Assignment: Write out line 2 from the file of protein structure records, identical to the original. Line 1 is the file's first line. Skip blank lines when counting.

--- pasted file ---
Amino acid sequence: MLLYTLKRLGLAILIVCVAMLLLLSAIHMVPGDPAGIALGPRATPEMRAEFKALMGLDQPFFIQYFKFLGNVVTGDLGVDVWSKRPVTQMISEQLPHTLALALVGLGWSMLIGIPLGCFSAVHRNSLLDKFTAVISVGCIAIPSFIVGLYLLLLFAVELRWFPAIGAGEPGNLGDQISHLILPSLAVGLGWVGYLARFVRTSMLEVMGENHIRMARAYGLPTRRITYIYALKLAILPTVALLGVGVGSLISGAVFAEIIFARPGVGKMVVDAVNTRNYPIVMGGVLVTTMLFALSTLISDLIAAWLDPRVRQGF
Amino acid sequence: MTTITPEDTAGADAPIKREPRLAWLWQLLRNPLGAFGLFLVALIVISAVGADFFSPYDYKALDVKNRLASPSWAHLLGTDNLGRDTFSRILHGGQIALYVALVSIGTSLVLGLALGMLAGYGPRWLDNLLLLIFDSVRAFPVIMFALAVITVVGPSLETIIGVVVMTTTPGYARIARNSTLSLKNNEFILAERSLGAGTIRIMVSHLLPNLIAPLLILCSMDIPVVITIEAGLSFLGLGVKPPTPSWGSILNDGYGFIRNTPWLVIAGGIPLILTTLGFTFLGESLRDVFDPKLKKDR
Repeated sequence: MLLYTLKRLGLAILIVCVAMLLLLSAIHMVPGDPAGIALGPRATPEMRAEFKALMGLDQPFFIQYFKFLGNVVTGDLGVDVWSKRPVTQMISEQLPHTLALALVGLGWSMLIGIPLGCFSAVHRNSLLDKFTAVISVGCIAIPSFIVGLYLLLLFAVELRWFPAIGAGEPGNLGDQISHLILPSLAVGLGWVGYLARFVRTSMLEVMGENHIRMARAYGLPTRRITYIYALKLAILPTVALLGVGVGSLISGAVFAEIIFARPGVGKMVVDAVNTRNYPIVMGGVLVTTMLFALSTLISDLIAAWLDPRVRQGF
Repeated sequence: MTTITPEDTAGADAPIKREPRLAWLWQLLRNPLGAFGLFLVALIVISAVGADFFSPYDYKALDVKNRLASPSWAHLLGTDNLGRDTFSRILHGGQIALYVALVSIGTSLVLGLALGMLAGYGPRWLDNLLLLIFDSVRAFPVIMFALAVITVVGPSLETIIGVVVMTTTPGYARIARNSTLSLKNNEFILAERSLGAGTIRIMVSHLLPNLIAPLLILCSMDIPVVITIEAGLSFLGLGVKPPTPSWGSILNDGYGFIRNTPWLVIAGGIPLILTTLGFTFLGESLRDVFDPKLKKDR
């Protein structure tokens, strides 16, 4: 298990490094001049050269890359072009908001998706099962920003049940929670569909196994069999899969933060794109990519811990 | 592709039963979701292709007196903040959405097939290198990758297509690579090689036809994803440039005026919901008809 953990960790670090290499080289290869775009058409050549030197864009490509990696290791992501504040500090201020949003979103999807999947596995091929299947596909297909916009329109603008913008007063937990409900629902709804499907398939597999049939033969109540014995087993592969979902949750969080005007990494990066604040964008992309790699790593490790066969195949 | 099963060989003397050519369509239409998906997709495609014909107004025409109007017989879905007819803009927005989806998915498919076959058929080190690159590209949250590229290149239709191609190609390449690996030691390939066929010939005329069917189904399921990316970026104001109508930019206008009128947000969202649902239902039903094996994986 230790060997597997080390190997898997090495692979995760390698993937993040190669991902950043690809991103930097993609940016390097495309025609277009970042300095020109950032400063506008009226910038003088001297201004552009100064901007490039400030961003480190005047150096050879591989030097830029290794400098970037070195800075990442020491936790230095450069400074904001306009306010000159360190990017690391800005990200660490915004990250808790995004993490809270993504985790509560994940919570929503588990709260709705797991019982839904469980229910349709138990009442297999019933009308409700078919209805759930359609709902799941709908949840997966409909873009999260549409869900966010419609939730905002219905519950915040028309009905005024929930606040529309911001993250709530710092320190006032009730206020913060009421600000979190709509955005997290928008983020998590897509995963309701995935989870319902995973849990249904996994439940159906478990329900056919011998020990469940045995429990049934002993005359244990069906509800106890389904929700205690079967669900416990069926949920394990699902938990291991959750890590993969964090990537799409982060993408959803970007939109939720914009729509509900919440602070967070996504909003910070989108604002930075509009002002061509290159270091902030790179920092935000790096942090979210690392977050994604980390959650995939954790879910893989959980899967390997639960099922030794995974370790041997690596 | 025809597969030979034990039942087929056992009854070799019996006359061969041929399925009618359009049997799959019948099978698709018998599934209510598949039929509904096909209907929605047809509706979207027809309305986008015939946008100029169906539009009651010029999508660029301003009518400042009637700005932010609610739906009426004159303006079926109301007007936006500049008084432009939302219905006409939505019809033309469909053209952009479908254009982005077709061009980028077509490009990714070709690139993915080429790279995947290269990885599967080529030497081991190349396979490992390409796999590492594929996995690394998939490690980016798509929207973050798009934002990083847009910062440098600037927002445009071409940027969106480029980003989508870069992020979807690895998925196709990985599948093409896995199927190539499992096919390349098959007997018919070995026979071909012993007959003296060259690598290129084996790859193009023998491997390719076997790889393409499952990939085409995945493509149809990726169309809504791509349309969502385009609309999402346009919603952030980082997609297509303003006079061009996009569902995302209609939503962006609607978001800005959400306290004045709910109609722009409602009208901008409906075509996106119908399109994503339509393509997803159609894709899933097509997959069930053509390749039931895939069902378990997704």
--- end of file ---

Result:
Amino acid sequence: MTTITPEDTAGADAPIKREPRLAWLWQLLRNPLGAFGLFLVALIVISAVGADFFSPYDYKALDVKNRLASPSWAHLLGTDNLGRDTFSRILHGGQIALYVALVSIGTSLVLGLALGMLAGYGPRWLDNLLLLIFDSVRAFPVIMFALAVITVVGPSLETIIGVVVMTTTPGYARIARNSTLSLKNNEFILAERSLGAGTIRIMVSHLLPNLIAPLLILCSMDIPVVITIEAGLSFLGLGVKPPTPSWGSILNDGYGFIRNTPWLVIAGGIPLILTTLGFTFLGESLRDVFDPKLKKDR